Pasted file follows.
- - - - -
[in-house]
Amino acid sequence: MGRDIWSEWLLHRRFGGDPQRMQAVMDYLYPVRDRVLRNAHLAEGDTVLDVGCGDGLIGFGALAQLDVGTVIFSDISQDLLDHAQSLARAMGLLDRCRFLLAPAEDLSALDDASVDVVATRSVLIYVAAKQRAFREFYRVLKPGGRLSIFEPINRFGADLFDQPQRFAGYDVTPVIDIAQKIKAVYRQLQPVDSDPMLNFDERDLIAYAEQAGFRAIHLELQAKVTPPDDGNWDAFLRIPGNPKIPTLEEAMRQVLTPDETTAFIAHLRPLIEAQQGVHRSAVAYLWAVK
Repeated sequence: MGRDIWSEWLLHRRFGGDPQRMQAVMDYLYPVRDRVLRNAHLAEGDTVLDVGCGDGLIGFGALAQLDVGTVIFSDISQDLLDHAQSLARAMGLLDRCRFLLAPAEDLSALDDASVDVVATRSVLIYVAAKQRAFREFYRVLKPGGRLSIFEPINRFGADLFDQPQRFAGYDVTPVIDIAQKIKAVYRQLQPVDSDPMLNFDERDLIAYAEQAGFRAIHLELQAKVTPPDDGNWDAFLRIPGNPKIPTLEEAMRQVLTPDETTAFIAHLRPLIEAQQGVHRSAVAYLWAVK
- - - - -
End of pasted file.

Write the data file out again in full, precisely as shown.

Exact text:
[in-house]
Amino acid sequence: MGRDIWSEWLLHRRFGGDPQRMQAVMDYLYPVRDRVLRNAHLAEGDTVLDVGCGDGLIGFGALAQLDVGTVIFSDISQDLLDHAQSLARAMGLLDRCRFLLAPAEDLSALDDASVDVVATRSVLIYVAAKQRAFREFYRVLKPGGRLSIFEPINRFGADLFDQPQRFAGYDVTPVIDIAQKIKAVYRQLQPVDSDPMLNFDERDLIAYAEQAGFRAIHLELQAKVTPPDDGNWDAFLRIPGNPKIPTLEEAMRQVLTPDETTAFIAHLRPLIEAQQGVHRSAVAYLWAVK
Repeated sequence: MGRDIWSEWLLHRRFGGDPQRMQAVMDYLYPVRDRVLRNAHLAEGDTVLDVGCGDGLIGFGALAQLDVGTVIFSDISQDLLDHAQSLARAMGLLDRCRFLLAPAEDLSALDDASVDVVATRSVLIYVAAKQRAFREFYRVLKPGGRLSIFEPINRFGADLFDQPQRFAGYDVTPVIDIAQKIKAVYRQLQPVDSDPMLNFDERDLIAYAEQAGFRAIHLELQAKVTPPDDGNWDAFLRIPGNPKIPTLEEAMRQVLTPDETTAFIAHLRPLIEAQQGVHRSAVAYLWAVK